At the Bellator 228 open workouts Wednesday, Antonio McKee and son AJ McKee addressed making history as a father-son duo fighting on the same card.
Los Angeles, CA — Bellator 228 is a special night for a number of reasons — the continuation of the Bellator featherweight grand prix, and the 145lb title on the line. But on a more personal note it’s extra special for father and son duo Antonio McKee and AJ McKee. Because they’re competing on the same card.
Antonio had a solid run at lightweight in the late 90s and 2000s, at one point going eight years undefeated from 2003 to 2011. During that span, he won the MFC lightweight championship in Canada. He wound up one-and-done in the UFC after that, but continued competing until 2014.
Afterwards, he focused on his gym, Team Bodyshop, where son AJ, currently 14-0, has flourished. Now, however, Antonio is back in action for what is likely the last time, fighting William Sriyapai at a 165lb catchweight the earlier in the evening at Bellator 228, with AJ McKee fighting Georgi Karakhanyan later as part of the featherweight grand prix.
Asked about what fighting alongside his father meant, the younger McKee answered “it’s a lot, man.”
“For me, I kind of realized something over the years: McKee’s work better under pressure. So the more pressure there is, the better we work,” he explained. “With this being first round in a million dollar tournament, first father and son stepping in a cage together, it’s phenomenal man. It says a lot. It sets the tone for me to go out there and do what I gotta do. It puts a stamp on the finish of his career, and his great legacy, being eight years undefeated and whatnot.”
The McKees aren’t the only father and son duo in Bellator. Haim Gozali and son Aviv are also under contract, and fighting. But the pair have yet to compete on the same card. That distinction goes to Antonio and AJ.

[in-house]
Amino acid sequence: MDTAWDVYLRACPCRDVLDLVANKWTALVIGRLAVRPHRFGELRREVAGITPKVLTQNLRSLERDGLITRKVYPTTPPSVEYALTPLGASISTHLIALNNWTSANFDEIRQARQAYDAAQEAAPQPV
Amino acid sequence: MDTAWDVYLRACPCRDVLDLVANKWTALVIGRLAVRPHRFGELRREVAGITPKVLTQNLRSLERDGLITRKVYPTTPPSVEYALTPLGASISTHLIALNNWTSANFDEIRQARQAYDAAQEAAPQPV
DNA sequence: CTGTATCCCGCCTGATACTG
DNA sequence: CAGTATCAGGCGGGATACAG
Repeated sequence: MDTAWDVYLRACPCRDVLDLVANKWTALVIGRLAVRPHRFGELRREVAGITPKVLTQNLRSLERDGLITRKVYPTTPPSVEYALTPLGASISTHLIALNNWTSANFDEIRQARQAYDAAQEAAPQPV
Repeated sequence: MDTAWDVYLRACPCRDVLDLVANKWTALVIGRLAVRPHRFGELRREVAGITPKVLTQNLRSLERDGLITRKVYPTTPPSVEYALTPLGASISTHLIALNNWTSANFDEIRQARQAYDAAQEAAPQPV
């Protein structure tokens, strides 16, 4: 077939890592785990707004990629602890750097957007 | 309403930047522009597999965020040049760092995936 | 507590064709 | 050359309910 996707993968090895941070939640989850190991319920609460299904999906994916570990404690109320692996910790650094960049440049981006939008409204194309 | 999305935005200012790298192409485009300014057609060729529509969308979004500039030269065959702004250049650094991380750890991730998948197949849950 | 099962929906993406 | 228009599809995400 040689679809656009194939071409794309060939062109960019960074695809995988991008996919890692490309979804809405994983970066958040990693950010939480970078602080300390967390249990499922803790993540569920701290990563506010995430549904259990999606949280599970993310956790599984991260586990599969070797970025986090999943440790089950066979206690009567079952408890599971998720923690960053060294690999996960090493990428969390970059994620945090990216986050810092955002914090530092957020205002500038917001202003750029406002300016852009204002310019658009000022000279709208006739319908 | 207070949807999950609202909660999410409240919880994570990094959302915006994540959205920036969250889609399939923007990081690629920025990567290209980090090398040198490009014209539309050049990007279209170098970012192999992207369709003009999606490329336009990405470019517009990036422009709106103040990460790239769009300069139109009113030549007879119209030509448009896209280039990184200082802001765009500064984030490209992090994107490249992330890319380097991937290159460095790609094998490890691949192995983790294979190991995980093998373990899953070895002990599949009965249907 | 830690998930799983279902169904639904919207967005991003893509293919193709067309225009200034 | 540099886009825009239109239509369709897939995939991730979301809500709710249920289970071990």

“For me it’s continuing that legacy and pushing. Setting new and higher standards,” AJ McKee continued. “Doing things that can’t be done.” Case in point, “he went eight years undefeated, I’m three years undefeated. So I’ve got to top that first.”
Set to watch his father compete, AJ admitted that “I’m going to probably be nervous as hell, honestly. I’m going to be sh*tting bricks the whole fight. I get more nervous when my teammates fight than I do. So with my father, it’s, I don’t know. It’s going to be scary. If he wins, I’ve got to go win. If he loses, I’ve got to hurt Georgi. But regardless I’ve got a job to do and that’s kick Georgi’s ass”
McKee, father and son, with corner each other during their bouts, another twist. “Honestly there’s no pressure this time, and that’s what’s kind of scary. If I lose, I can use that as an advantage in the corner with him, saying ‘hey I lost, you’ve got to bring home the bacon,'” Antonio McKee said. “If I win, then I still say the same thing, ‘hey son, I won, you’d better win, you can’t let this happen.'”
As for his own fight, Antonio added that “I’m scared that I’m not angry for the first time in a fight. I’m not pissed off. I’m not mad. I don’t have any animosity.” That’s something he used to turn to his advantage. “I used to fight off that adrenaline,” he said. “Now I’m just calm, everything in my life is great. My son’s 14-0, my gym is successful, my guy’s are undefeated. I’m kind of scared, like this is too easy.”
Getting licensed was not so easy, however. Apparently because the California State Athletic Commission had concerns due to the elder McKee’s age, a youthful 49, and inactivity.
“They didn’t understand how I was in such great shape. They were like ‘this doesn’t make sense, with your age and your numbers.'” That led to some additional testing, but as McKee pointed out, he’s been keeping up with the young bucks he coaches.
“I train year round with these guys. When they got a camp, I got a camp. I’ve got ten guys that got camps, I’m doing camps ten times a year. So I’m always in shape. Shape was easy. It’s staying injury free, and being natural, showing people ‘look, you can do this naturally, you don’t need to be on PEDs and steroids.’ I hate that, that this sport has developed such a reputation for that, and I want to be the guy to say ‘you don’t have to do that.’
Watch the full Bellator 228 open workout scrum with Antonio McKee and AJ McKee above!